Tuesday, May 6, 2014

Malignant Melanoma Staging and Advances in Chemical Agents.

This is my first blog post regarding my cancer project with Ellie Pringle.  First things first….I wanted to learn the stages and classifications of developing malignant melanoma.  An article from the National Cancer Institute gave an overview of the stages of skin cancer and the symptoms associated with each.  A melanocyte is a melanin-producing cell that is located in the bottom layer of our skin’s epidermis.  Melanin is the primary determinant of skin color in humans and is a derivative of the amino acid tyrosine. 

            The American Joint Commission on Cancer is the most common staging system used for melanoma.  In order to properly stage melanoma, a biopsy is recommended in order to access the depth of the tumor, mitotic rate, and presence of ulcerations.  Stage 0 of melanoma consists of abnormal melanocytes in the outer layer of skin.  These mutated melanocytes hold the potential of spreading onto other parts of the skin or adjacent tissues. 
            Stage Ia is where the tumors begin to appear.  The tumor is 1mm with no ulceration.  Stage Ib consists of either a 1mm tumor with ulcerations or a 2mm tumor with no ulcerations.  In stage II, melanoma is developing into larger tumors with a higher chance of ulcerations through the out layer of the skin. 
            In stage III the thickness of the tumor is no longer measured in determining the stage of the cancer.  The cancer may have spread to one or more lymph nodes.  Very small tumors may be visible about 2cm away from the site of origin of cancer.  Stage IV is the last stage of malignant melanoma.  Cancer has spread to other places in the body (lung, liver, brain, bone, ect..) The cancer be present in places on the body quite far away from the original tumor.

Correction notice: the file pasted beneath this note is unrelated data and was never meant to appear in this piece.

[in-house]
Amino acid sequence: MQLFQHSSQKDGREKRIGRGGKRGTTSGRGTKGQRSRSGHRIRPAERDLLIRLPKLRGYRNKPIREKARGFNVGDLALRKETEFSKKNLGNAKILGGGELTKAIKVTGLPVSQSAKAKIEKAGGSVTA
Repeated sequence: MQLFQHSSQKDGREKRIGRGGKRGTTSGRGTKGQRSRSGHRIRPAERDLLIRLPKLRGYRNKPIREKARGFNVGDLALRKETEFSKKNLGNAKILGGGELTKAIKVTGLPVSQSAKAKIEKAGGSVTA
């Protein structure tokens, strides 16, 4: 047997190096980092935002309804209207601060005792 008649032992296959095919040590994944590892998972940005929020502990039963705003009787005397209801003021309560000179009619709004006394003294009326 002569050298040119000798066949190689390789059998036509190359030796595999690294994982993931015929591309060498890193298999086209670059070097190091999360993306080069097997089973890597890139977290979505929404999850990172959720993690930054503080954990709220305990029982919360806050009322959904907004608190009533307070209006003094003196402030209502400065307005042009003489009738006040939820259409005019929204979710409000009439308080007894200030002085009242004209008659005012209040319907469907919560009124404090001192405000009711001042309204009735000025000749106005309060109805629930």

Knowing the stages and development of melanoma have led to recent advances in drug therapies.  Recent discoveries of mutations associated with melanoma have transformed skin cancer treatment from mostly surgical procedures to targeted drug therapies.  This article from Wiley Online Library discusses this new era of targeted drug therapies associated with melanoma.
            One of the oncogenic drivers of melanoma discovered recently is mutation in BRAF.  Proteins made from the BRAF gene trigger the MAPK pathway leading too unchecked cell growth and prevention of cell death.  BRAF mutations were detected within 66% of patients with malignant melanoma.  80% of these cases experienced a single substitution of glutamic acid for valine in codon 600. 
           Knowing the biology and location of the majority of BRAF mutations has led to clinical benefits.  The first treatment showing positive results was vemurafenib.  Results of high survival benefits led to FDA approval in August 2011.  Studies regarding vemurfenib displayed 80% of patients with tumor size reduction.
            The second BRAF inhibitor to come onto the scene was dabrafenib.  Dabrafenib is an ATP-competitive inhibitor that selectively inhibits BRAF.  This agent has already shown promising results in the treatment of mutant melanoma.  The efficacies of both agents discussed seem to be similar.  Oncologists base their decision between these drugs on the side effects associated with each.  In my next blog, I will further discuss the biology of BRAF V600 mutations, the efficacy of combination therapy and the toxicity associated with these chemical agents.      

Saranga-Perry, Vita, Dr., Chenwi Anbi, Dr., Jonathon S. Zager, Dr., and Ragini Kudchadkar, Dr. "Recent Developments in the Medical and Surgical Treatment of Melanoma." - Saranga-Perry. Wiley ONline Library, 26 Mar. 2014. Web. 06 May 2014. <http://onlinelibrary.wiley.com/doi/10.3322/caac.21224/full>.

"Melanoma Treatment (PDQ®)." - National Cancer Institute. N.p., n.d. Web. 06 May 2014. <http://www.cancer.gov/cancertopics/pdq/treatment/melanoma/Patient/page2#Keypoint12>.

Menzies, Alexander. "Combination BRAF and MEK Inhibitors." Medscape. N.p., n.d. Web. 06 May 2014. <http://www.medscape.com/viewarticle/810688_2>.